I went to Colorado to find a safe place to let my heart break.
In the clean light and thin air, I started to face the fact that life was not turning out the way I had expected. I was working incredibly hard but felt like I was getting nowhere. I had been trying so hard to get my life to follow the pattern I wanted: get married, have babies, work hard, play hard.
Growing up, I recklessly assumed that such a life would come to me.
I didn’t think of myself as “entitled,” but it sure came as a surprise to stand there at twenty-nine years old, and feel like my life didn’t measure up. I was exhausted and bitter, and I knew I couldn’t stay that way.
God came and found me in those mountains. That weekend was a divine invitation to leave my expectations and entitlements in the ice and snow, and they’ve long since melted away.
Here’s the thing, though: it’s not a quick fix. It never is.
Working through difficult emotions and confronting faulty thought patterns are not one-and-done things.
I had to let go of comparison, false expectations, and the illusion of control, in order to make room in my life for grace, friendship, gratitude, and joy.
It had to start somewhere, though, and for me, it started with gaining the ability to be honest and clear with myself.
On the surface, my main priority had been to remain functional.
That meant that below the surface, all of the heartache, frustration, and disappointment were tangled, untended and undefined. I felt lost and disconnected. I needed help and support, but how could I possibly explain to another person what I was feeling when I couldn’t even explain it to myself?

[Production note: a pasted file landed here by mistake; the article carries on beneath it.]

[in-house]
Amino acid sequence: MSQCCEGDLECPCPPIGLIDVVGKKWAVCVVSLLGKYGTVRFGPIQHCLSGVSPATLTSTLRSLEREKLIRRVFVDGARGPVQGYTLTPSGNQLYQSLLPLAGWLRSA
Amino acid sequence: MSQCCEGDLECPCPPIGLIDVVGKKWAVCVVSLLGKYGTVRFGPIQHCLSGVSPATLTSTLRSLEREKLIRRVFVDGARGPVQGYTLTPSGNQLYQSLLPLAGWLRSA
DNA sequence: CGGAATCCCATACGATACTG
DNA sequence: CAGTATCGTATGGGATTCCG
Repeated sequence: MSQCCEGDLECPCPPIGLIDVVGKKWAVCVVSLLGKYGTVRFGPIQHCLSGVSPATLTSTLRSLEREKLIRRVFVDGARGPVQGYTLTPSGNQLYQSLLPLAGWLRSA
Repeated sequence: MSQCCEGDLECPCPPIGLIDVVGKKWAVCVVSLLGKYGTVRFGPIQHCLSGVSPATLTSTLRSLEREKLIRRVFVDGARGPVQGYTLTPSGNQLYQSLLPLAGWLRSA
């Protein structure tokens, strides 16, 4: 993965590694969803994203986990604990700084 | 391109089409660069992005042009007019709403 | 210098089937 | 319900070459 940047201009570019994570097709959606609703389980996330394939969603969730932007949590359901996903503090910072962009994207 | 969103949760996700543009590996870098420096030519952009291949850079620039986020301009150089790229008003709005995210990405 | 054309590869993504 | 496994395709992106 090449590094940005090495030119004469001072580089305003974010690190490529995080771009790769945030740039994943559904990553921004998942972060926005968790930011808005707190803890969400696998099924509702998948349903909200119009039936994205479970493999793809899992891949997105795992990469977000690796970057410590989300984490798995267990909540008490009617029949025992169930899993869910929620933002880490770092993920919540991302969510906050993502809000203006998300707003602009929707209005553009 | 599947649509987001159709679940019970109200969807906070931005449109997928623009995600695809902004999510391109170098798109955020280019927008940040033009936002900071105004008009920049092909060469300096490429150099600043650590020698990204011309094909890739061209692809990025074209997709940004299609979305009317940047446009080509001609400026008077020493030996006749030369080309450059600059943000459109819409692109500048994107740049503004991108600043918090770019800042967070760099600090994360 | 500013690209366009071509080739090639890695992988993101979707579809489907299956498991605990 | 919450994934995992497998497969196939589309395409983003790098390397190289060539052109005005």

That inability to talk about it held me back from being able to get the connection and support I needed.
More than anything, what I needed was to let my guard down and admit that I was hurt. That I felt unsafe and uncertain. I needed to lay down my pride and self-defense, and allow myself to feel it all, fully and deeply.
That was the key to my healing.
Being able to put words to our stories — and how we feel about them — allows us, first and foremost, to orient ourselves. It takes us from feeling lost in a haze to being able to see clearly where we are. When we understand where we are, it is infinitely easier to determine how to get to where we want to be.
It also helps us orient ourselves in our important relationships.
If we choose to invite others in, words are the way we do so.
If you are a fan of any team sports, you can appreciate the importance of ball control. It’s not nearly as much fun to watch your team play defense. There is excitement any time your team gets the ball back because it has the potential to create a momentum shift, and it gets them moving in the right direction.
So it is with us. Putting words to our thoughts gives us the chance to take control of the proverbial ball, and begin to move it in the direction we want to go.
The more we get to know ourselves and understand who we are, who we want to be, and where we want to go, the more we can purposefully direct our thoughts and actions to help us get there.
The more we can articulate what we think and feel, the easier it will be to change faulty thought patterns and find healthier perspectives.
We can leave behind the lies our doubts, fears, or jealousies have led us to believe, and reclaim the truth.
And there we find the potential for a momentum shift in our lives.